Modelling ground deformation patterns associated with volcanic processes at the Okataina Volcanic Centre

L. Holden, R. Cas, N Fournier, L. Ailleres

Research output: Contribution to journalArticleResearchpeer-review

2 Citations (Scopus)

Abstract

The Okataina Volcanic Centre (OVC) is one of two large active rhyolite centres in the modern Taupo Volcanic Zone (TVZ) in the North Island of New Zealand. It is located in a complex section of the Taupo rift, a tectonically active section of the TVZ. The most recent volcanic unrest at the OVC includes the ~. 1315. CE Kaharoa and 1886 Tarawera eruptions. Current monitoring activity at the OVC includes the use of continuous GPS receivers (cGPS), lake levelling and seismographs. The ground deformation patterns preceding volcanic activity the OVC are poorly constrained and restricted to predictions from basic modelling and comparison to other volcanoes worldwide. A better understanding of the deformation patterns preceding renewed volcanic activity is essential to determine if observed deformation is related to volcanic, tectonic or hydrothermal processes. Such an understanding also means that the ability of the present day cGPS network to detect these deformation patterns can also be assessed.The research presented here uses the finite element (FE) modelling technique to investigate ground deformation patterns associated with magma accumulation and diking processes at the OVC in greater detail. A number of FE models are produced and tested using Pylith software and incorporate characteristics of the ~. 1315. CE Kaharoa and 1886 Tarawera eruptions, summarised from the existing body of research literature. The influence of a simple ring fault structure at the OVC on the modelled deformation is evaluated. The ability of the present-day continuous GPS (cGPS) GeoNet monitoring network to detect or observe the modelled deformation is also considered. The results show the modelled horizontal and vertical displacement fields have a number of key features, which include prominent lobe based regions extending northwest and southeast of the OVC. The results also show that the ring fault structure increases the magnitude of the displacements inside the caldera, in particular in the vicinity of the southern margin. As a result, some of the cGPS stations in the vicinity of the OVC are more important for measuring deformation related to volcanic processes than others. The results have important implications for how any future observed deformation at the OVC is observed and interpreted.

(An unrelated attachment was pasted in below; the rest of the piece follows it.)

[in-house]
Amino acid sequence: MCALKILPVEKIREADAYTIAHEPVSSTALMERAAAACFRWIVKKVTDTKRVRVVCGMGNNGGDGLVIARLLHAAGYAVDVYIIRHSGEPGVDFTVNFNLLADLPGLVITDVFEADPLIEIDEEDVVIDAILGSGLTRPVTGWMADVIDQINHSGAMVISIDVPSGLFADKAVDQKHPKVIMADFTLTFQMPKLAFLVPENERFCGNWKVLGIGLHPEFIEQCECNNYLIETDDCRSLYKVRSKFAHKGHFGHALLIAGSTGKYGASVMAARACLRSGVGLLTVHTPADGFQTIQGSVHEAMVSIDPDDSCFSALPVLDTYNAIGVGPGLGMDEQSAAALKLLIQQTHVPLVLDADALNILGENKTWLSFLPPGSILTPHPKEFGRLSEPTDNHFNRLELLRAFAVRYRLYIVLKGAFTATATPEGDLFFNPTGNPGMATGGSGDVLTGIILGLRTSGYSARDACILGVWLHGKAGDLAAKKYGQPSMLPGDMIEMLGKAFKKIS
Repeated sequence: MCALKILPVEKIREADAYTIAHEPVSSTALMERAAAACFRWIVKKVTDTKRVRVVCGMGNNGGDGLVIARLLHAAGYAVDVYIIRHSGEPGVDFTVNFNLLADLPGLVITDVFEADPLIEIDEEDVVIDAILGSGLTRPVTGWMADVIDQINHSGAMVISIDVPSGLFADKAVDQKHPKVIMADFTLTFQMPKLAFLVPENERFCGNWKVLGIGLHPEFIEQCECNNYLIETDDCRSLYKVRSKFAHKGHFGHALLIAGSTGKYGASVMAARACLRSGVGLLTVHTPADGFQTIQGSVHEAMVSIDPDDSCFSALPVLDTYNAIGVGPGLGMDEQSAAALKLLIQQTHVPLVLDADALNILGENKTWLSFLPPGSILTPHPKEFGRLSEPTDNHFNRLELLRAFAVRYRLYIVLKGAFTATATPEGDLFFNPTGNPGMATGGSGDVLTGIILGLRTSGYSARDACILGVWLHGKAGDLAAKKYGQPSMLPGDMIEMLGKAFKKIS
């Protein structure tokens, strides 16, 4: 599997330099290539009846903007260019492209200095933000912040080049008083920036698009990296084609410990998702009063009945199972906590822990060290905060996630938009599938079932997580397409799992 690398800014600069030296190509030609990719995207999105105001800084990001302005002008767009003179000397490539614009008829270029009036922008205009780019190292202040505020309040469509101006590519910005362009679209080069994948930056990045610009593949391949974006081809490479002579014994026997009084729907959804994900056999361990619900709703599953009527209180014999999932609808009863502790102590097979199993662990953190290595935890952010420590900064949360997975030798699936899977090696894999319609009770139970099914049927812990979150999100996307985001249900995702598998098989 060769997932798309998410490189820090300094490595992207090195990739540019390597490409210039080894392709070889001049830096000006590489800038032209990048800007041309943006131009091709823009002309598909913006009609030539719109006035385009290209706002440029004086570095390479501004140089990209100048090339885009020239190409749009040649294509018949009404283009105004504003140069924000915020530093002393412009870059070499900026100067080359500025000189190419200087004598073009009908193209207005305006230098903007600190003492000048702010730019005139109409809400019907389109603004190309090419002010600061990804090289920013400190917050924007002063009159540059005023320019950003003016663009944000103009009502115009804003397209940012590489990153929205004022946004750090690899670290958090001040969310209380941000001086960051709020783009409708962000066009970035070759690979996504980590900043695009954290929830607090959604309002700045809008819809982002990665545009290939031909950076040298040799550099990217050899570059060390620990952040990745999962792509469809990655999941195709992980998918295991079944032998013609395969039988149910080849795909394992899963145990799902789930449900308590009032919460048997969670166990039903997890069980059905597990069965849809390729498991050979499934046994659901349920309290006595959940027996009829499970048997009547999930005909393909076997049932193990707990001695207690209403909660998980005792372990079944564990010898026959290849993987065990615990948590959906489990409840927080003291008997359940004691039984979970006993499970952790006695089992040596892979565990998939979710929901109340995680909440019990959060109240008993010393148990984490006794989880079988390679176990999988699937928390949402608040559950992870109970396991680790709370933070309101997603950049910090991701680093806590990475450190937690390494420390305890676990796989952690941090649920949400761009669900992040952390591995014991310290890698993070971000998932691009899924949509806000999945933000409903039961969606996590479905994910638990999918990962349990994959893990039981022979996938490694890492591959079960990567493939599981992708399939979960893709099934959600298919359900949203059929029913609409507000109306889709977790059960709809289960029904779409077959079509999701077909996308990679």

Original languageEnglish
Pages (from-to)65–78
Number of pages14
JournalJournal of Volcanology and Geothermal Research
Volume344
DOIs
Publication statusPublished - 2017

Keywords

  • Caldera
  • Finite element modelling
  • Ground deformation
  • New Zealand
  • Satellite geodesy

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